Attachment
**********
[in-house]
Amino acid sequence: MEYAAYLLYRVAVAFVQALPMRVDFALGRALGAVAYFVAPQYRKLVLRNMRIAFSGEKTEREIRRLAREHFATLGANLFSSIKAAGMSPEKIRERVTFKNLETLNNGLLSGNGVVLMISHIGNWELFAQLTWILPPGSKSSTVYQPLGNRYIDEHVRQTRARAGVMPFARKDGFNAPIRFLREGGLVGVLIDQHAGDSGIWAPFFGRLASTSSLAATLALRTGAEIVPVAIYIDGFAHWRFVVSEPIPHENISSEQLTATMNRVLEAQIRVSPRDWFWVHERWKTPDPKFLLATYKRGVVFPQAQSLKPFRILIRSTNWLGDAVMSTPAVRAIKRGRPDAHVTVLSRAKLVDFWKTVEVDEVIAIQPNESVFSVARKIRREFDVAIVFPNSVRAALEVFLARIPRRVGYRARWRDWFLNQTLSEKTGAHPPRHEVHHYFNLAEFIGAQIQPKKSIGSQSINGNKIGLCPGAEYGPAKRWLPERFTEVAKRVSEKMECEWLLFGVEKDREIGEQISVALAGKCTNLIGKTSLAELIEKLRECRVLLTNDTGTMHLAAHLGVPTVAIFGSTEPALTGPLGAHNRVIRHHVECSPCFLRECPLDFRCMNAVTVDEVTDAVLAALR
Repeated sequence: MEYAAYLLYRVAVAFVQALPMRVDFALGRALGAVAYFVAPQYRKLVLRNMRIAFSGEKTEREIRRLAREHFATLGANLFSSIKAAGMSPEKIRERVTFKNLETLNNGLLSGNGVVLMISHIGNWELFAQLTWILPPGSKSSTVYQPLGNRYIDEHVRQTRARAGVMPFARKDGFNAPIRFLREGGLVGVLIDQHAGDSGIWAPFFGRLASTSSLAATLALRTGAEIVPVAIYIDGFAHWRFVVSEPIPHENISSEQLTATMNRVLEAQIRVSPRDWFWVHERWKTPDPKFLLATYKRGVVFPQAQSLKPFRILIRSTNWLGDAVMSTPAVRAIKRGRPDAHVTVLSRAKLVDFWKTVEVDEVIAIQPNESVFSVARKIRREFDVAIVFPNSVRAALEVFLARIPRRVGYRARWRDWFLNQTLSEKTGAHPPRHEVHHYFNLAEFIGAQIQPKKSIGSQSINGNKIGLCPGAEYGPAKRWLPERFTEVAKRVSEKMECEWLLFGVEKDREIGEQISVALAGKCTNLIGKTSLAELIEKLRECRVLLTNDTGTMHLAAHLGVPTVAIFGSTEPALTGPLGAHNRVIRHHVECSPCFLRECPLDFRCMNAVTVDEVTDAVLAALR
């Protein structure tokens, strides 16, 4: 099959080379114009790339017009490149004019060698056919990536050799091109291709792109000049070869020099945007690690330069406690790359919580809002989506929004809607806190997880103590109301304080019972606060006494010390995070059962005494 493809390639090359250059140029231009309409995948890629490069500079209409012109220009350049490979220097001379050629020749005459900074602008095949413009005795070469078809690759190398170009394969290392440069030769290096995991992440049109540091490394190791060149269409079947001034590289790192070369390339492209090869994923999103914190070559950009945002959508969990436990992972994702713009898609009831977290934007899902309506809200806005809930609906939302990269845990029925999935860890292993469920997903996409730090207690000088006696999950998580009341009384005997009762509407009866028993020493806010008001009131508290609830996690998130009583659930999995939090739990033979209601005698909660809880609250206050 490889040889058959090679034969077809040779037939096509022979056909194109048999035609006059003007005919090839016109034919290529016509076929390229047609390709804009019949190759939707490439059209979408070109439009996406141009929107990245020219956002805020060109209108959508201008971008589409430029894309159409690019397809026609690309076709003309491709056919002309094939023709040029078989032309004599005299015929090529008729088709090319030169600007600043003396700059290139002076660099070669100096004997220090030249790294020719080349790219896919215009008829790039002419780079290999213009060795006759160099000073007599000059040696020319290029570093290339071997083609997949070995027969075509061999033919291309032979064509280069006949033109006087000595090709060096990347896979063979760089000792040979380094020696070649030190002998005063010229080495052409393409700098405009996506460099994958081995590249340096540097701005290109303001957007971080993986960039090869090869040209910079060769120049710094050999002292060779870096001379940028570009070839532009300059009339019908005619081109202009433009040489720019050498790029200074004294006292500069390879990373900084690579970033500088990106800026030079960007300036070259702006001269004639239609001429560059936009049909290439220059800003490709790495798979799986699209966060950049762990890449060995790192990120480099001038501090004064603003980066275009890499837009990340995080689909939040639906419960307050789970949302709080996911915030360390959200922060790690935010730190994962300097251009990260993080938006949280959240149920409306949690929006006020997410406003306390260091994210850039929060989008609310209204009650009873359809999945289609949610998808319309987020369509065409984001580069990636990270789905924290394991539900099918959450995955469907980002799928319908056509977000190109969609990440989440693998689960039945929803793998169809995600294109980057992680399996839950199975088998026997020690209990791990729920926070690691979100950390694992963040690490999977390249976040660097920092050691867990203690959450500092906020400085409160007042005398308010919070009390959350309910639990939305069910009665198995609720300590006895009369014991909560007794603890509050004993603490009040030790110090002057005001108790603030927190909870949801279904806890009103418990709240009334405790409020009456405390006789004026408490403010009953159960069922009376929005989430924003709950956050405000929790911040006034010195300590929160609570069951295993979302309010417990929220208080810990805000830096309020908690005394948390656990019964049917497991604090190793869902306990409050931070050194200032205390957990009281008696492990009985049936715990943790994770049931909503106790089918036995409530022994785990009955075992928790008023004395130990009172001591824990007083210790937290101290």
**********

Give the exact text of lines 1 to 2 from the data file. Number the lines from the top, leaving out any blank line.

[in-house]
Amino acid sequence: MEYAAYLLYRVAVAFVQALPMRVDFALGRALGAVAYFVAPQYRKLVLRNMRIAFSGEKTEREIRRLAREHFATLGANLFSSIKAAGMSPEKIRERVTFKNLETLNNGLLSGNGVVLMISHIGNWELFAQLTWILPPGSKSSTVYQPLGNRYIDEHVRQTRARAGVMPFARKDGFNAPIRFLREGGLVGVLIDQHAGDSGIWAPFFGRLASTSSLAATLALRTGAEIVPVAIYIDGFAHWRFVVSEPIPHENISSEQLTATMNRVLEAQIRVSPRDWFWVHERWKTPDPKFLLATYKRGVVFPQAQSLKPFRILIRSTNWLGDAVMSTPAVRAIKRGRPDAHVTVLSRAKLVDFWKTVEVDEVIAIQPNESVFSVARKIRREFDVAIVFPNSVRAALEVFLARIPRRVGYRARWRDWFLNQTLSEKTGAHPPRHEVHHYFNLAEFIGAQIQPKKSIGSQSINGNKIGLCPGAEYGPAKRWLPERFTEVAKRVSEKMECEWLLFGVEKDREIGEQISVALAGKCTNLIGKTSLAELIEKLRECRVLLTNDTGTMHLAAHLGVPTVAIFGSTEPALTGPLGAHNRVIRHHVECSPCFLRECPLDFRCMNAVTVDEVTDAVLAALR